Early morning observations

It’s a little after 7.30am on a Sunday, a time of day I don’t usually see on a weekend. I hop out of bed to let the dog out at 6am usually, and then return to my slumber and let Ralphie find his way back to the bedroom where he lies in with us. Not today.

Today he swipes me round the head with a black furry poor and catches my ear with a claw, a claw too long because we walk him more in fields than we do on pavements. And now I’m awake, so awake I’ve chosen not to roll over like my husband, call the dog “a knob” and go back to sleep.

Now I’m downstairs in the living room, sitting in the pool of light flooding in through the bay window, the day’s way of telling me “I’m here!”. The house I lived in a month ago was old and dark and it’s nice to be able to enjoy what’s starting as a sunny day from indoors.

RalphieWhat else have I noticed this morning? For one, that Ralphie has very white teeth considering what he eats – dog and horse poo included – although he doesn’t drink tea or coffee which maybe explains why he has a whiter set than I do.  After jumping on me in excitement as I climbed out of bed I got a clear view of the inside of his mouth, his doggy smile. He’s now enjoying the day with me, perched on the single armchair looking out the bay window, watching the trees blow in the wind and on guard for cats, dog walkers or any sign of life which dares to pass our house. He’s not quite at ease, expectant. Waiting for some movement outside so he can leap at the windowsill, nudge the photo frames that show off wedding photos and commence his warning song which goes a bit like this: woof, bark, bark, woof, wag tail, bark some more.

I also notice that my lungs are not a fan of the morning air. I’m sleeping with the window open as the bedroom gets stuffy but my asthma-stricken self can’t cope with fresh air and pollen and I’ve woken up wheezy. While I love the summer my lungs sometimes don’t and a puff of my inhaler sorts me out. Hayfever’s hit me hard this summer and this past month has seen me pull out the inhaler and nose spray for the first time in several years.

And there we go, something’s moved outside and Ralphie’s barking, running between me and the window to tell me “Mummy, quick, something’s out there!” Only I’m not bothered like he is, not so protective of our boundary.  He shuffles uneasily, woofing, until I tell him to stop and he resumes his position as watchdog on the sofa’s arm.

I can hear a garage door close so at least one of my neighbours is awake too, no surprise as many of them have young children. But I can’t hear children playing just yet, it’s eerily quiet out there apart from the wind lightly blowing through the trees, the leaves shimmying like a bellydancer’s hips.

Gah, I just caught sight of my hands working the keyboard. I painted my nails a bright yellow last night and made a really bad job, the varnish is all over the place and my finger tips shine like yellow beacons as I type this. Am I too old at 31 to get away with fluorescent nail varnish?

I rub my eyes. My eyes are always the last thing to wake up; my body’s up and about, my brain is functioning but my eyes are struggling to embrace the day in the same way. It happens on early morning weekday walkies. I pull myself out of bed and head out, body and head co-operating but eyes blurry and full of sleep. It’s like I need morning eye drops or something, to flash some clarity into them so they can enjoy the morning at the same pace as the rest of me, instead of lagging behind and catching up eventually.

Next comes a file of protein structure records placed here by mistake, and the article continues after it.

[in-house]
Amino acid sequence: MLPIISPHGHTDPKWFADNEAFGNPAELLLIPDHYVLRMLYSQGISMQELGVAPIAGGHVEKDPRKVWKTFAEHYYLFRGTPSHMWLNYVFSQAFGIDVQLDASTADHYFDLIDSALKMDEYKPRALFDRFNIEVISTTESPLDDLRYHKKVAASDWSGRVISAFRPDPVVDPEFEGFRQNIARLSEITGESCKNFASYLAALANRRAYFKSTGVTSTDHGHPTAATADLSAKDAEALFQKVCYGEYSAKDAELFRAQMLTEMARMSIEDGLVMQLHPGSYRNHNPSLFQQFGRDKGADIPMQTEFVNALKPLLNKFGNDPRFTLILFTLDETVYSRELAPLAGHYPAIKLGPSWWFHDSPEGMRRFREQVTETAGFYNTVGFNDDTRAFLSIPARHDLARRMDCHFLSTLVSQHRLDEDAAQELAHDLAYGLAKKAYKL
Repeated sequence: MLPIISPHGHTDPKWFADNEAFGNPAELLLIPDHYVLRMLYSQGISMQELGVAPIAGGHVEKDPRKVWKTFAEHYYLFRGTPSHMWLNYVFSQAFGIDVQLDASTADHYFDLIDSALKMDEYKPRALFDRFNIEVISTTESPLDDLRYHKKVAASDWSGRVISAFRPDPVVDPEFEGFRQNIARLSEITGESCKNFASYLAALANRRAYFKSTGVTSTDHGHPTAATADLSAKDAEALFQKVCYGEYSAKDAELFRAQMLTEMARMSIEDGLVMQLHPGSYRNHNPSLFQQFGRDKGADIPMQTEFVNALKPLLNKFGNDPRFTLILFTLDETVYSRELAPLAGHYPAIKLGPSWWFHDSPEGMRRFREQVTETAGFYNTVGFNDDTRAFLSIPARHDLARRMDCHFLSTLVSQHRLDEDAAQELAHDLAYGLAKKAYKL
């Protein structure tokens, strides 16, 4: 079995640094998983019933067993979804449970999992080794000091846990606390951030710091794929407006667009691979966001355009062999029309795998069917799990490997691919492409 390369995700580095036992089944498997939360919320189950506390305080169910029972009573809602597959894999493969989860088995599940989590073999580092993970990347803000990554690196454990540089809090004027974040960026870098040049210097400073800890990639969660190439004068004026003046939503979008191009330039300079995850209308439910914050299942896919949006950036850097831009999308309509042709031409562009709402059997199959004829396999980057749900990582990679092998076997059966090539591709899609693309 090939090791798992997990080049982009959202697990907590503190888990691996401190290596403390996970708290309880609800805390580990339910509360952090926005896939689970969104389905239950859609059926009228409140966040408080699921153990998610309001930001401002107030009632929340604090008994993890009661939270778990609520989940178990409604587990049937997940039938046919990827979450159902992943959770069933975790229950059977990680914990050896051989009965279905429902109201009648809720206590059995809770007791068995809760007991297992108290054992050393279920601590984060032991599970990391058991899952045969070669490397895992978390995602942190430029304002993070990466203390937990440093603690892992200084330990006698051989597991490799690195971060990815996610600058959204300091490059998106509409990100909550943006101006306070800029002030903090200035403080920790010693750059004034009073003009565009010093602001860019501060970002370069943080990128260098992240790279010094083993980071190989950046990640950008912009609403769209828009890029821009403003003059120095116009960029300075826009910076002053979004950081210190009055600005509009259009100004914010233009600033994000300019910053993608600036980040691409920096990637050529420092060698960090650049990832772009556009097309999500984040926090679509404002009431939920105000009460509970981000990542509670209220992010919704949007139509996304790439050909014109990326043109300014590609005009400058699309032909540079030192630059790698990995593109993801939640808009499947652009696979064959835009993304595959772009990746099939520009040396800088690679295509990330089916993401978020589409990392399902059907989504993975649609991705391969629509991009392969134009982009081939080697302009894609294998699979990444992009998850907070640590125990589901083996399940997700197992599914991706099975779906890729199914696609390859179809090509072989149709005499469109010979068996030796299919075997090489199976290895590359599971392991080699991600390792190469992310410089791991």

The sky outside is blue but if yesterday is anything to go by it won’t stay blue for long. It’ll swap between blue and grey, dry and wet, light and dark, all day long and we’ll be grateful for the intermittent bursts of sunshine – especially if I get chance to weed the garden today. That’s another observation – the back lawn is littered with weeds, growing like they’re in a competition with the grass, the winner the first to touch the sky. The weeds are in the lead, stretching upwards and outwards, demanding more room, and the mower’s only going to hold them back a little. “Off with their heads” the Queen of Hearts would say but their heads aren’t the problem. It’s the roots, doing the damage from below, digging their claws into the earth and hanging onto existence – and nothing’s going to threaten that existence like some elbow grease on my part. Will I be able to muster it later today?

Oh, I’ve just spotted something else. My ability to type is hampered in the mornings. I’ve just reread this post so far and it’s like I’ve tripped and fell into a puddle of typos, splashing them all over my sentences and paragraphs. I’m not so sharp in the mornings, in fact, I’m not so sharp at all. There were defo less spelling and typos when I was in my 20s!

So, to summarise, there’s something nice about taking in a morning that no one else can see. It’s feels productive to be up at this hour on a Sunday and extending my weekend. They go so quick, Mondays roll around in no time and my Sunday’s been extended thanks to Ralphie’s playful swipe and my inability to roll over and ignore it this time. Typically though, Ralphie’s chosen to curl up at my feet and go back to sleep so I’ll have to enjoy the quiet on my own.

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  • Reply robynbateman June 19, 2011 at 9:30 am

    More typos corrected at 10.30am now my eyes are fully functional!

  • Reply Buchy June 19, 2011 at 10:05 am

    I like this 🙂

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